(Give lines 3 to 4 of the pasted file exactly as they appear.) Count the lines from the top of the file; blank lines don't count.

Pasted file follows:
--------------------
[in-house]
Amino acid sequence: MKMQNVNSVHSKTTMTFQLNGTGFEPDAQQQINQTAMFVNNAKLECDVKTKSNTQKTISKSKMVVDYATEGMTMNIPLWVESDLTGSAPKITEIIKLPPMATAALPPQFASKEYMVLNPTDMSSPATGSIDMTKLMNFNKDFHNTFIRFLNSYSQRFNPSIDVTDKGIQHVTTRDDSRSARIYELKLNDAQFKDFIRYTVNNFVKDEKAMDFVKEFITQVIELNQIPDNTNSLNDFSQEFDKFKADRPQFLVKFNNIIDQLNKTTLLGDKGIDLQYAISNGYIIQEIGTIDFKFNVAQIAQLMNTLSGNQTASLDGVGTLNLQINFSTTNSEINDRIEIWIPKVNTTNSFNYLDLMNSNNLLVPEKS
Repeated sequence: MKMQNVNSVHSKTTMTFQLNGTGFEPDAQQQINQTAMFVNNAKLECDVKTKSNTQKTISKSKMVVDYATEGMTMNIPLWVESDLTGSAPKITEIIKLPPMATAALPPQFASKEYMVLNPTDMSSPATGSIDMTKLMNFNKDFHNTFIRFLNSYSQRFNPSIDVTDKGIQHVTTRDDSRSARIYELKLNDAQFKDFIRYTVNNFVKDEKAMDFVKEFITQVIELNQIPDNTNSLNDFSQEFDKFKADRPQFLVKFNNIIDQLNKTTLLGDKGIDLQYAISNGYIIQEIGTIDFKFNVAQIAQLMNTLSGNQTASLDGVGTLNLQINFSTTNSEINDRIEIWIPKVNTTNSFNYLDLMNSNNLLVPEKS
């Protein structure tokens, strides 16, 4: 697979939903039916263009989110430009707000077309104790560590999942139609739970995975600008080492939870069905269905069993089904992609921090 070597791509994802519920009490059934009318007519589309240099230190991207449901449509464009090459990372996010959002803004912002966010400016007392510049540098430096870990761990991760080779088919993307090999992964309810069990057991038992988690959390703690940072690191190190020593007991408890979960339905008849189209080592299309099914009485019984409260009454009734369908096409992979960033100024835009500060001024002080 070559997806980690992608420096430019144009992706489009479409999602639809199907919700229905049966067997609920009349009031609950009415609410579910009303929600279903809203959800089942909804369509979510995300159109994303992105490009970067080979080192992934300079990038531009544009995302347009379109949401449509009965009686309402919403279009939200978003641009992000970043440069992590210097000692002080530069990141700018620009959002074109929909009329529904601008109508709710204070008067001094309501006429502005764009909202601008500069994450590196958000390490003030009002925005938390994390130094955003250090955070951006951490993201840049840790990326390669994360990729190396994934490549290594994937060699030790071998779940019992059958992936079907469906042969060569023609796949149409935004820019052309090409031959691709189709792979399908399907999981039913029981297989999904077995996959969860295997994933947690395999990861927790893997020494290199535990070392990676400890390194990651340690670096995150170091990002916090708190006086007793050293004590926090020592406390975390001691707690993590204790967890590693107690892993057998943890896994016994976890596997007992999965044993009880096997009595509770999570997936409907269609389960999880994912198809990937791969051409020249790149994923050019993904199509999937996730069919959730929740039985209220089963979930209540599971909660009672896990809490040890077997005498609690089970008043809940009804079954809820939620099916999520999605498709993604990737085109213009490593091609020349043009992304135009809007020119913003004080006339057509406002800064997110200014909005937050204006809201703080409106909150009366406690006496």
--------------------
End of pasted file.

Repeated sequence: MKMQNVNSVHSKTTMTFQLNGTGFEPDAQQQINQTAMFVNNAKLECDVKTKSNTQKTISKSKMVVDYATEGMTMNIPLWVESDLTGSAPKITEIIKLPPMATAALPPQFASKEYMVLNPTDMSSPATGSIDMTKLMNFNKDFHNTFIRFLNSYSQRFNPSIDVTDKGIQHVTTRDDSRSARIYELKLNDAQFKDFIRYTVNNFVKDEKAMDFVKEFITQVIELNQIPDNTNSLNDFSQEFDKFKADRPQFLVKFNNIIDQLNKTTLLGDKGIDLQYAISNGYIIQEIGTIDFKFNVAQIAQLMNTLSGNQTASLDGVGTLNLQINFSTTNSEINDRIEIWIPKVNTTNSFNYLDLMNSNNLLVPEKS
């Protein structure tokens, strides 16, 4: 697979939903039916263009989110430009707000077309104790560590999942139609739970995975600008080492939870069905269905069993089904992609921090 070597791509994802519920009490059934009318007519589309240099230190991207449901449509464009090459990372996010959002803004912002966010400016007392510049540098430096870990761990991760080779088919993307090999992964309810069990057991038992988690959390703690940072690191190190020593007991408890979960339905008849189209080592299309099914009485019984409260009454009734369908096409992979960033100024835009500060001024002080 070559997806980690992608420096430019144009992706489009479409999602639809199907919700229905049966067997609920009349009031609950009415609410579910009303929600279903809203959800089942909804369509979510995300159109994303992105490009970067080979080192992934300079990038531009544009995302347009379109949401449509009965009686309402919403279009939200978003641009992000970043440069992590210097000692002080530069990141700018620009959002074109929909009329529904601008109508709710204070008067001094309501006429502005764009909202601008500069994450590196958000390490003030009002925005938390994390130094955003250090955070951006951490993201840049840790990326390669994360990729190396994934490549290594994937060699030790071998779940019992059958992936079907469906042969060569023609796949149409935004820019052309090409031959691709189709792979399908399907999981039913029981297989999904077995996959969860295997994933947690395999990861927790893997020494290199535990070392990676400890390194990651340690670096995150170091990002916090708190006086007793050293004590926090020592406390975390001691707690993590204790967890590693107690892993057998943890896994016994976890596997007992999965044993009880096997009595509770999570997936409907269609389960999880994912198809990937791969051409020249790149994923050019993904199509999937996730069919959730929740039985209220089963979930209540599971909660009672896990809490040890077997005498609690089970008043809940009804079954809820939620099916999520999605498709993604990737085109213009490593091609020349043009992304135009809007020119913003004080006339057509406002800064997110200014909005937050204006809201703080409106909150009366406690006496």